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President of Iran Hassan Rouhani during a press conference on Jan. 2. Photo: Presidency of Iran/Handout/Anadolu Agency via Getty Images

Iran announced Saturday its atomic energy agency will begin enriching uranium up to 20% at its underground Fordow nuclear facility — a level of enrichment exceeding regulations set by the 2015 Iran nuclear deal, AP reports.

Why it matters: The resumption of enriching uranium to pre-nuclear deal levels would bring the country's nuclear program closer to being capable of producing the levels of enrichment needed for nuclear weapons.

What they're saying: The International Atomic Energy Agency acknowledged in a statement that Iran has told its inspectors of the decision to resume high-level enrichment, according to AP.

  • The IAEA said Iran did not disclose when it planned to boost enrichment, though the agency added that it “has inspectors present in Iran on a 24/7 basis and they have regular access to Fordo.”

Context: Iran is currently enriching uranium to levels above the limit set by the nuclear deal, and experts believe the country has enough low-enriched uranium for at least two nuclear weapons if it decides to produce them, according to AP.

  • Iran has long said its nuclear program exists for peaceful purposes, but Israeli and American officials believe otherwise.

The big picture: The announcement comes a day before the anniversary of the U.S. killing of top Iranian military commander Gen. Qasem Soleimani in 2020 and weeks after the assassination of the nation's top nuclear scientist.

  • The move could set off the return of brinkmanship between Iran and Israel, which considered striking the Fordow facility before the nuclear deal if Iran did not stop enriching to 20%.
  • Iran's parliament ratified a law in early December that ordered its atomic energy agency to expand uranium enrichment to match levels prior to the 2015 nuclear agreement and to expel IAEA nuclear inspectors, though the inspectors so far remain in the country.

Go deeper: U.S. flies B-52 bombers over Persian Gulf as show of force against Iran

Go deeper

Bryan Walsh, author of Future
Jan 27, 2021 - Technology

Doomsday Clock stays at 100 seconds to midnight

Robert Rosner, left, and Suzet McKinney reveal the 2021 setting of the Doomsday Clock. Photo: Bulletin of the Atomic Scientists/Thomas Gaulkin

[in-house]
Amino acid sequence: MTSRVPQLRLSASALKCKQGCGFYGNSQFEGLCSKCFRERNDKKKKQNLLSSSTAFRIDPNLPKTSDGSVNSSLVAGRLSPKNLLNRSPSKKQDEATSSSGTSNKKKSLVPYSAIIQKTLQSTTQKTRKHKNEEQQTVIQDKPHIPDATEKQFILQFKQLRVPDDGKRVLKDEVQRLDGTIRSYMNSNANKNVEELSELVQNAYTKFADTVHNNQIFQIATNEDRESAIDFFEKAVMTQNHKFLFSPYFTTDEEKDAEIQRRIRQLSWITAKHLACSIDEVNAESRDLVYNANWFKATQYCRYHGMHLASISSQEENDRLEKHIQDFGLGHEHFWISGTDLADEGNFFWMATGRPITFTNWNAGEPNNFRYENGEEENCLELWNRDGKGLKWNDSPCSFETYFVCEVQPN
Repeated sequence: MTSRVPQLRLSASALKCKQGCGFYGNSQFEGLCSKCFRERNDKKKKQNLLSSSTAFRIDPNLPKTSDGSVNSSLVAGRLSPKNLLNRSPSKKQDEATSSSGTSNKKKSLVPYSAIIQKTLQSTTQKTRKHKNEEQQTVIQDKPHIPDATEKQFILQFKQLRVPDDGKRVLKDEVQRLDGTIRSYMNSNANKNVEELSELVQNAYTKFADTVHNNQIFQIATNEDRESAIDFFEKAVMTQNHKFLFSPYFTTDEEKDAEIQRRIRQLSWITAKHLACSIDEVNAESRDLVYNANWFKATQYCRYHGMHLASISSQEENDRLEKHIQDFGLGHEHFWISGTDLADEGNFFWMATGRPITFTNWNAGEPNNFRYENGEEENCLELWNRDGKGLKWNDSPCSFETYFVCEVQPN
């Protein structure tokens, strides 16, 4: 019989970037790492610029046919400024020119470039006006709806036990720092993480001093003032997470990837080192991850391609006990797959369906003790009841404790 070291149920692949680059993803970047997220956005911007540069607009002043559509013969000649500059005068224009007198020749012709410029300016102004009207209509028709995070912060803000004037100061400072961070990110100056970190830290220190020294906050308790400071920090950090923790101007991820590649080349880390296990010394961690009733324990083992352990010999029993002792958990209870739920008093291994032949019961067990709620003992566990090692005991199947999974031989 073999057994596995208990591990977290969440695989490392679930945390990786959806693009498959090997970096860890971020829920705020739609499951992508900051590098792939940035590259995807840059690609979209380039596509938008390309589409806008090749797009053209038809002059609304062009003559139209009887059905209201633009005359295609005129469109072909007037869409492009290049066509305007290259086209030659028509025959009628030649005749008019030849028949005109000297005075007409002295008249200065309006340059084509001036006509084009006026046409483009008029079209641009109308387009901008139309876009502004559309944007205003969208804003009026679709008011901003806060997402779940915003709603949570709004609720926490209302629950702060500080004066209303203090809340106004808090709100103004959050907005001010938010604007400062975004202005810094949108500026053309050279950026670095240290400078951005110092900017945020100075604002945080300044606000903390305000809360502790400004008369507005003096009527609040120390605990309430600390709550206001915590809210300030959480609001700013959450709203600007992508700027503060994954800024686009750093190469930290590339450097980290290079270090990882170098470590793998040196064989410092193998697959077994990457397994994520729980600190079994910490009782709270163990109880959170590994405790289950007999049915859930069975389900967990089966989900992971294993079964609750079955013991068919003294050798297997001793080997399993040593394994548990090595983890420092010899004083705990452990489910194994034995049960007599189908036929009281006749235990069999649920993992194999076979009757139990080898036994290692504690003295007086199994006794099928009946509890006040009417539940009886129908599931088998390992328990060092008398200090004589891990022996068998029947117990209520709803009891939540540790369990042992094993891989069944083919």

In its annual update on Wednesday morning, scientists announced the Doomsday Clock would be kept at 100 seconds to midnight.

Why it matters: The decision to keep the clock hands steady — tied for the closest it has ever been to midnight in the clock's 74-year history — reflects a picture of progress on climate change and politics undercut by growing threats from infectious disease and disruptive technologies.

Hope King, author of Closer
1 hour ago - Economy & Business

Peloton pumps its brakes

Data: FactSet; Chart: Axios Visuals

Peloton’s popularity is falling as swiftly as it shot up.

Why it matters: Not all pandemic habits stick around. Peloton's trajectory over the past two years exemplifies how challenging it's been for companies to gauge shifts in consumer demand — particularly in sectors heavily altered by the pandemic.

First look: Senators propose bill to ban corporate PACs

Sens. Jon Ossoff and Mark Kelly. Photos: Chip Somodevilla (left), Courtney Pedroza/Getty Images

Sens. Mark Kelly (D-Ariz.) and Jon Ossoff (D-Ga.) will soon propose a bill prohibiting for-profit corporations from establishing and managing political action committees, according to a copy of the legislation obtained by Axios.

Why it matters: The introduction of "The Ban Corporate PACs Act" comes amid heightened scrutiny on Capitol Hill regarding money in politics, including efforts to bar companies from influencing political campaigns and federal elections. It would likely face a court challenge and First Amendment concerns.